Attic painted vases depict mature satyrs as being strongly built with flat noses, large pointed ears, long curly hair, and full beards, with wreaths of vine or ivy circling their balding heads. Satyrs often carry the thyrsus: the rod of Dionysus tipped with a pine cone.
Satyrs acquired their goat-like aspect through later Roman conflation with Faunus, a carefree Italic nature spirit of similar temperament. Hence satyrs are most commonly described in Latin literature as having the upper half of a man and the lower half of a goat, with a goat's tail in place of the Greek tradition of horse-tailed satyrs. Mature satyrs are often depicted in Roman art with goat's horns, while juveniles are often shown with bony nubs on their foreheads.
Satyrs are described as roguish but faint-hearted folk — subversive and dangerous, yet shy and cowardly. As Dionysiac creatures they are lovers of wine and women, and they are ready for every physical pleasure. They roam to the music of pipes (auloi), cymbals, castanets, and bagpipes, and they love to dance with the nymphs (with whom they are obsessed, and whom they often pursue), and have a special form of dance called sikinnis. Because of their love of wine, they are often represented holding winecups, and they appear often in the decorations on winecups.
Some satyrs are depicted as old. On painted vases and other Greek art, satyrs are represented in the three stages of a man's life: mature satyrs are bearded, and older ones are shown as fat and balding, both a humiliating and unbecoming disfigurement in Greek culture.
In earlier Greek art, satyrs appear as old and ugly, but in later art, especially in works of the Attic school, this savage characteristic is softened into a more youthful and graceful aspect.
This transformation or humanization of the Satyr appears throughout late Greek art. Another example of this shift occurs in the portrayal of Medusa and in that of the Amazon, characters who are traditionally depicted as barbaric and uncivilized. The compassionate representation of the Satyrs in a work of Praxiteles known as the "Resting Satyr" shows the level of Greek civilization and their desire to accept all types of people.
Older satyrs were known as sileni, the younger as satyrisci. The hare was the symbol of the shy and timid satyr. Greek spirits known as Calicantsars have a noticeable resemblance to the ancient satyrs; they have goats' ears and the feet of donkeys or goats, are covered with hair, and love women and the dance.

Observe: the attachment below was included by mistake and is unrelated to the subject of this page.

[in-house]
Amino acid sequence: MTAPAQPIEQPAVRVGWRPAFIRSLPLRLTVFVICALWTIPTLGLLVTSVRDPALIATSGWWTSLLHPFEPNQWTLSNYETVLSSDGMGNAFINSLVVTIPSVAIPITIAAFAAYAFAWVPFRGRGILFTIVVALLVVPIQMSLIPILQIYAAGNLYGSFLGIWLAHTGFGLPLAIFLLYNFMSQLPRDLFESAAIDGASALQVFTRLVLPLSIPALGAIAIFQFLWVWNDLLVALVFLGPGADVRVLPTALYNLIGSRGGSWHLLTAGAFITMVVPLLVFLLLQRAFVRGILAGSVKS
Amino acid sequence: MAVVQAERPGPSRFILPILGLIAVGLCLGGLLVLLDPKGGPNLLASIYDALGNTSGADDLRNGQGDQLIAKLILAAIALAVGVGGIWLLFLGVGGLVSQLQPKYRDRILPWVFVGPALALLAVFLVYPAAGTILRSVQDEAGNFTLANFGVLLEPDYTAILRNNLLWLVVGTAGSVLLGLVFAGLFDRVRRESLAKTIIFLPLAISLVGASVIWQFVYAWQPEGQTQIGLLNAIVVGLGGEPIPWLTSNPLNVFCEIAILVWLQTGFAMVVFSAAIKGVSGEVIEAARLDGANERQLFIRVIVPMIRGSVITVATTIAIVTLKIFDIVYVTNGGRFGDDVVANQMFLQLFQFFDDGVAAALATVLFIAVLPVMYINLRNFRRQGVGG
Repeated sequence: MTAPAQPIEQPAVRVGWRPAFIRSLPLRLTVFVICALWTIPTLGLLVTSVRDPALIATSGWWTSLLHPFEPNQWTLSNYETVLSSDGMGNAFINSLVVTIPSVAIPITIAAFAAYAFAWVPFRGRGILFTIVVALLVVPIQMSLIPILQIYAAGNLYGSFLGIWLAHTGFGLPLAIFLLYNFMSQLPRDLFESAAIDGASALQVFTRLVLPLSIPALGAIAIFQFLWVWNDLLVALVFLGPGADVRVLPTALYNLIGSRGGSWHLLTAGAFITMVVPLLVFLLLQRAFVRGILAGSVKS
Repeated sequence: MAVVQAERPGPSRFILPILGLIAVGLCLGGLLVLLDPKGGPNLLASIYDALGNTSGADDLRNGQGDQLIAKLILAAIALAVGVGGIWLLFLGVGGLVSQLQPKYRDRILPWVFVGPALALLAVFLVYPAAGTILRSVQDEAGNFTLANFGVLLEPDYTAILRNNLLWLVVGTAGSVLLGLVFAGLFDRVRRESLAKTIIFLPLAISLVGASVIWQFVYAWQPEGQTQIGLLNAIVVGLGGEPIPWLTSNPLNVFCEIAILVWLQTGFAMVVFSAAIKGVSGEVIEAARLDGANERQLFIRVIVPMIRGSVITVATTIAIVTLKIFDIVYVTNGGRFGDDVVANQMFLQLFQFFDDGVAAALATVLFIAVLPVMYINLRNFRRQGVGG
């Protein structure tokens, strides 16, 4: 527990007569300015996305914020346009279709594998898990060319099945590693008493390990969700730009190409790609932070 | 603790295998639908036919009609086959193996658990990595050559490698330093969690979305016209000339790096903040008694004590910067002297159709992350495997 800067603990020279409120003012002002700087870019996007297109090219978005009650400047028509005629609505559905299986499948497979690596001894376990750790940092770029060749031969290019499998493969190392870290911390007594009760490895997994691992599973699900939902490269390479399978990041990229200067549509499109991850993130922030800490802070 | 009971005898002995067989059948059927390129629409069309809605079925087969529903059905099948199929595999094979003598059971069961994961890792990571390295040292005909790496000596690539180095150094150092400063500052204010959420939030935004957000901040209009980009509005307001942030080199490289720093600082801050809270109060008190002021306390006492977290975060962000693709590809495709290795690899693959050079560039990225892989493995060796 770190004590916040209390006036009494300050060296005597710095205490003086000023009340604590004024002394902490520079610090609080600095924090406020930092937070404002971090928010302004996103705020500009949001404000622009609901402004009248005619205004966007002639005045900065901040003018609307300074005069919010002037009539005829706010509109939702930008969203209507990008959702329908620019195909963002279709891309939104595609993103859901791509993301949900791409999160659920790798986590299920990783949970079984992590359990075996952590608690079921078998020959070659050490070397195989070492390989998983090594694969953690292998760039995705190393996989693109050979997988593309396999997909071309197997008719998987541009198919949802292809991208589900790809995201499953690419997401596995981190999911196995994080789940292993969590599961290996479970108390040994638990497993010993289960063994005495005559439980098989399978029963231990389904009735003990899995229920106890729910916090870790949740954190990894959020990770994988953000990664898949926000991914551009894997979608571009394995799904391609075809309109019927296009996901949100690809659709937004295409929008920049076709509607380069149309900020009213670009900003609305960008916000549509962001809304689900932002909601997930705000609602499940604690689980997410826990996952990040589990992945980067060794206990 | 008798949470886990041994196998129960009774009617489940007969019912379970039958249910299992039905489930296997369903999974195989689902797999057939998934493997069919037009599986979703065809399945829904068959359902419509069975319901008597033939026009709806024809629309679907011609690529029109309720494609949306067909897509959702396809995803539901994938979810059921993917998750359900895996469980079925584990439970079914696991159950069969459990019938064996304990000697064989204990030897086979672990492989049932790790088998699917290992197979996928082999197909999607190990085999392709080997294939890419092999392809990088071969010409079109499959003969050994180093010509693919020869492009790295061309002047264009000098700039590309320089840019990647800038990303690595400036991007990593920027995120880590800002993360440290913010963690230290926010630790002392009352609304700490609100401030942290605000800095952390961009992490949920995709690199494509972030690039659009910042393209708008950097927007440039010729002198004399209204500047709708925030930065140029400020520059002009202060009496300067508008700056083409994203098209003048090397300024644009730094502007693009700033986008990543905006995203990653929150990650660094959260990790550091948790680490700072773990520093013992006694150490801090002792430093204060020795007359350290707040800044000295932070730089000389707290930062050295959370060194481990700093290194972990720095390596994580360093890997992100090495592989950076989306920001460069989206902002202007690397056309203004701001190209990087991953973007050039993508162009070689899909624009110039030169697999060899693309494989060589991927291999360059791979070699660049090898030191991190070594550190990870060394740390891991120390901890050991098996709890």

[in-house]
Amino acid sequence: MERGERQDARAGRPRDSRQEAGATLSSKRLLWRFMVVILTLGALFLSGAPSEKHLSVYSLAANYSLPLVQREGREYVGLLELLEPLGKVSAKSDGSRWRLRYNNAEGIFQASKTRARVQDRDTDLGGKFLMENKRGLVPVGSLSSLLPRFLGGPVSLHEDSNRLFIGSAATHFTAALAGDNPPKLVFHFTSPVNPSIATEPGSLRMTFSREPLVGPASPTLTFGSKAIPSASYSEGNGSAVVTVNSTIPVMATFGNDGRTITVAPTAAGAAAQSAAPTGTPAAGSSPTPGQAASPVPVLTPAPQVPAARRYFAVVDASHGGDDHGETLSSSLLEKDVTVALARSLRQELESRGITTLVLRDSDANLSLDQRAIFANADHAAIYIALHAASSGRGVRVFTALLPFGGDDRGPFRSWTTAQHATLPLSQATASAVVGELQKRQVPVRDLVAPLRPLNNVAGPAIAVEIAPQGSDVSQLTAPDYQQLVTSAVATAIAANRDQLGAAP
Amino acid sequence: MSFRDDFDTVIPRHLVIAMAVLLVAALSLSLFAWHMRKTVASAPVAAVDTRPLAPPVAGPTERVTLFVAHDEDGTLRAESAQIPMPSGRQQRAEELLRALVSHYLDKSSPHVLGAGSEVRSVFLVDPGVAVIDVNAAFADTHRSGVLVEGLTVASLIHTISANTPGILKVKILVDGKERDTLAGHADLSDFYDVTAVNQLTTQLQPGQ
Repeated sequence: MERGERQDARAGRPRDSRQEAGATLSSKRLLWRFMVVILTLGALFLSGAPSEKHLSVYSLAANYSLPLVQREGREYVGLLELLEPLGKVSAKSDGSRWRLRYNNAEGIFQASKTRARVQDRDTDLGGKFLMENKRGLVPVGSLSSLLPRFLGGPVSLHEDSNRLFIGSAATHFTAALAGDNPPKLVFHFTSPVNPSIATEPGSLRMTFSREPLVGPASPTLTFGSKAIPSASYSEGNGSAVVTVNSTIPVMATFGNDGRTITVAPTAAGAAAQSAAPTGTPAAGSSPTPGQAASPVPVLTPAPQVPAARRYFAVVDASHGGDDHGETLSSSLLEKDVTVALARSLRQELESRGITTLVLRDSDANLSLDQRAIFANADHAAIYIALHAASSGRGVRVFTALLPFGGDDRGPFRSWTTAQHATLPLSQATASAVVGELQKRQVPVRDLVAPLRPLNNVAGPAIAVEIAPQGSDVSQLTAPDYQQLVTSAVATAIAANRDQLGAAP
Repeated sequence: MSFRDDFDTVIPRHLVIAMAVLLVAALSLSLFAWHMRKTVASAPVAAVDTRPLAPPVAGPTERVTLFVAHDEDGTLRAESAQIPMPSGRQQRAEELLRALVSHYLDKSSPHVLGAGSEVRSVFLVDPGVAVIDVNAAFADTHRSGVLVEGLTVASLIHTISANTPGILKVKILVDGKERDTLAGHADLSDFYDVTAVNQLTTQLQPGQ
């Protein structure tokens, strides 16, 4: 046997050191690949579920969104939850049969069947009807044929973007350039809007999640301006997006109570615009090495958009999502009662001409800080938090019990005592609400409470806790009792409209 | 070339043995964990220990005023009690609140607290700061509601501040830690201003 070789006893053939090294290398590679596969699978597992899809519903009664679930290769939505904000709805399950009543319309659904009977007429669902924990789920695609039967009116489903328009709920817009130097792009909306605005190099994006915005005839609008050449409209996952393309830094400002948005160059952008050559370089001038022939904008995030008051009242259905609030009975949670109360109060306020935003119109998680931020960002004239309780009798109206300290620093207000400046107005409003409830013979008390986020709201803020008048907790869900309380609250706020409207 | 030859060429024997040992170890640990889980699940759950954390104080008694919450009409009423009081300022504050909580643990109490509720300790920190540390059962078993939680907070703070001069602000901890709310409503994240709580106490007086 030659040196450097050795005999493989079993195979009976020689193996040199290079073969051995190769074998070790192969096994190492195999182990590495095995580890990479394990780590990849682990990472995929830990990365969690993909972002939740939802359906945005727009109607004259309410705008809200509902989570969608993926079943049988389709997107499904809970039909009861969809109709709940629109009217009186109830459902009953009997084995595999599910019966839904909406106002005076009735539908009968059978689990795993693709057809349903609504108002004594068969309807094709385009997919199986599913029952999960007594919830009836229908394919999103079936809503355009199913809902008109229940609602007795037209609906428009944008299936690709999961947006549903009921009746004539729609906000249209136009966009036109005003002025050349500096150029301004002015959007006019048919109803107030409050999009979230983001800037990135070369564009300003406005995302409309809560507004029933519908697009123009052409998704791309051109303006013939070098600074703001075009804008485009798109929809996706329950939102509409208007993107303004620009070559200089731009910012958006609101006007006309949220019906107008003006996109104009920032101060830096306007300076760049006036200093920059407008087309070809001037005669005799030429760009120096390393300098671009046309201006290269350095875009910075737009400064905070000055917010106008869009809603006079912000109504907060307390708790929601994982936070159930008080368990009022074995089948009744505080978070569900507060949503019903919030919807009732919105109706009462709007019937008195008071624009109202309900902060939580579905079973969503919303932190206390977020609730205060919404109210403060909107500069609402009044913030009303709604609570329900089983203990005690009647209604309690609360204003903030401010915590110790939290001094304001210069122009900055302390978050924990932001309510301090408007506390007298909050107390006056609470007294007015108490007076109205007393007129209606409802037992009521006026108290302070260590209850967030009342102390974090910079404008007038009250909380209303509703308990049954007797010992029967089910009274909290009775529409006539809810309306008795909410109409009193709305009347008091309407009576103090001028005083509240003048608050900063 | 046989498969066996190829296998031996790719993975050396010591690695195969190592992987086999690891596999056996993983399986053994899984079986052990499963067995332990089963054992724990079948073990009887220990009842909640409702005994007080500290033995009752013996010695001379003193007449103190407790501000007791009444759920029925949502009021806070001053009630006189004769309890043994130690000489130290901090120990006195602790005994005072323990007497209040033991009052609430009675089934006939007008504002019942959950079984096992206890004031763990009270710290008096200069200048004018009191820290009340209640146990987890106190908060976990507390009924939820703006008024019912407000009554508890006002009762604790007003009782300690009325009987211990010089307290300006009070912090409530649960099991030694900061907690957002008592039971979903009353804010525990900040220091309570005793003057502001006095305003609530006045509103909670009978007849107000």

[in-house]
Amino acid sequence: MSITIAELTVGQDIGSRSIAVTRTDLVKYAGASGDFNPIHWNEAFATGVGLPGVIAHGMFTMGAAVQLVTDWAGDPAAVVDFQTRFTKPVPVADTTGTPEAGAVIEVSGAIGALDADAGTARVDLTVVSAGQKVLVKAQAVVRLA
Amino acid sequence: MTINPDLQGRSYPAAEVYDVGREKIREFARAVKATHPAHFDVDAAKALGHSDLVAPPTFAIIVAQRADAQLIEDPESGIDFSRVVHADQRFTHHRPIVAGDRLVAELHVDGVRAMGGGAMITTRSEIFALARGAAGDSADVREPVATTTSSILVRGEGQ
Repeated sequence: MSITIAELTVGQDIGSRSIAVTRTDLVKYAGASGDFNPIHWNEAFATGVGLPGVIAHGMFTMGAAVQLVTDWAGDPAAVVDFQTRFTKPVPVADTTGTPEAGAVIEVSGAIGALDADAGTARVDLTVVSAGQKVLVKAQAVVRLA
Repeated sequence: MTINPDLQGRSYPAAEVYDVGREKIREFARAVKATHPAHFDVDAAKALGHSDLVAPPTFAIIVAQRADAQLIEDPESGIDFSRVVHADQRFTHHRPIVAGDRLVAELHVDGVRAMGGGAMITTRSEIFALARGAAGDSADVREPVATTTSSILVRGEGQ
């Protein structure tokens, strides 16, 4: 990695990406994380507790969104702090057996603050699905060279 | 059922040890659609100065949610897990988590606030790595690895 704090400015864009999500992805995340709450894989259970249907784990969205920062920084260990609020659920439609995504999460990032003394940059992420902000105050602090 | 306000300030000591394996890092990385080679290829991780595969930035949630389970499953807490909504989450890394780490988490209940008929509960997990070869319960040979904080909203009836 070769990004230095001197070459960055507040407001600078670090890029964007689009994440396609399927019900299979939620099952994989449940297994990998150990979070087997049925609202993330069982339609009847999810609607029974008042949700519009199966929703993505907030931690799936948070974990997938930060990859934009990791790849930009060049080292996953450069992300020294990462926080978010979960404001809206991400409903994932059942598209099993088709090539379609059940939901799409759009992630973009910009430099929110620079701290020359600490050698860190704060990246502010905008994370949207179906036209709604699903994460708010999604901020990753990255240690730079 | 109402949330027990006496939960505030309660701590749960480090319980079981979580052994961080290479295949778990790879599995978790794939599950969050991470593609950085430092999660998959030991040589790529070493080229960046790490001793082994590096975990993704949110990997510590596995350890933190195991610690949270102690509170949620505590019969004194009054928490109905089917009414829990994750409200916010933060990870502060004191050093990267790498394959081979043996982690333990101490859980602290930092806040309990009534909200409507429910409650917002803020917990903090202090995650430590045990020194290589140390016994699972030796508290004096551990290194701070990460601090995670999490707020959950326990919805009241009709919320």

Although they are not mentioned by Homer, in a fragment of Hesiod's works they are called brothers of the mountain nymphs and Kuretes, strongly connected with the cult of Dionysus, and are an idle and worthless race. In the Dionysus cult, male followers are known as satyrs and female followers as maenads or bacchants.
In Attica there was a species of drama known as the legends of gods and heroes, and the chorus was composed of satyrs and sileni. In the Athenian satyr plays of the 5th century BC, the chorus commented on the action. This "satyric drama" burlesqued the serious events of the mythic past with lewd pantomime and subversive mockery. One complete satyr play from the 5th century survives, the Cyclops of Euripides.
Roman satyrs were conflated in the popular and poetic imagination with Latin spirits of woodland and with the rustic spirit Pan, called the Panes.
Roman satire is a literary form, a poetic essay that was a vehicle for biting, subversive social and personal criticism. Though Roman satire is sometimes linked to the Greek satyr plays, satire's only connection to the satyric drama is through the subversive nature of the satyrs themselves, as forces in opposition to urbanity, decorum, and civilization itself.
Some classical works depict young satyrs being tended to by older, sober satyrs, while there are also some representations of child satyrs taking part in Bacchanalian / Dionysian rituals (including drinking alcohol, playing musical instruments, and dancing).
The presence of a baby or child satyr in a classical work, such as on a Greek vase, was mainly an aesthetic choice on the part of the artist. However, the role of a child in Greek art might imply a further meaning for baby satyrs: Eros, the son of Aphrodite, is consistently represented as a child or baby, and Bacchus, the divine sponsor of satyrs, is seen in numerous works as a baby, often in the company of the satyrs. A prominent instance of a baby satyr outside ancient Greece is Albrecht Dürer's 1505 engraving, "Musical Satyr and Nymph with Baby (Satyr's Family)". There is also a Victorian period napkin ring depicting a baby satyr next to a barrel, which further represents the perception of baby satyrs as partaking in the Bacchanalian festivities. See Revivals, Reveries, and Reconstructions: Images of Antiquity in Prints from 1500 to 1800, an exhibition at the Philadelphia Museum of Art.
There are also many works of art of the rococo period depicting child or baby satyrs in Bacchanalian celebrations. Some works depict female satyrs with their children; others describe the child satyrs as playing an active role in the events, including one instance of a painting by Jean Raoux (1677–1735). "Mlle Prévost as a Bacchante" depicts a child satyr playing a tambourine while Mlle Prévost, a dancer at the Opéra, is dancing as part of the Bacchanal festivities.
In the 17th century, the satyr legend came to be associated with stories of the orangutan, a great ape now found only in Sumatra and Borneo. Many early accounts which apparently refer to this animal describe the males as being sexually aggressive towards human women and towards females of its own species. The first scientific name given to this ape was Simia satyrus.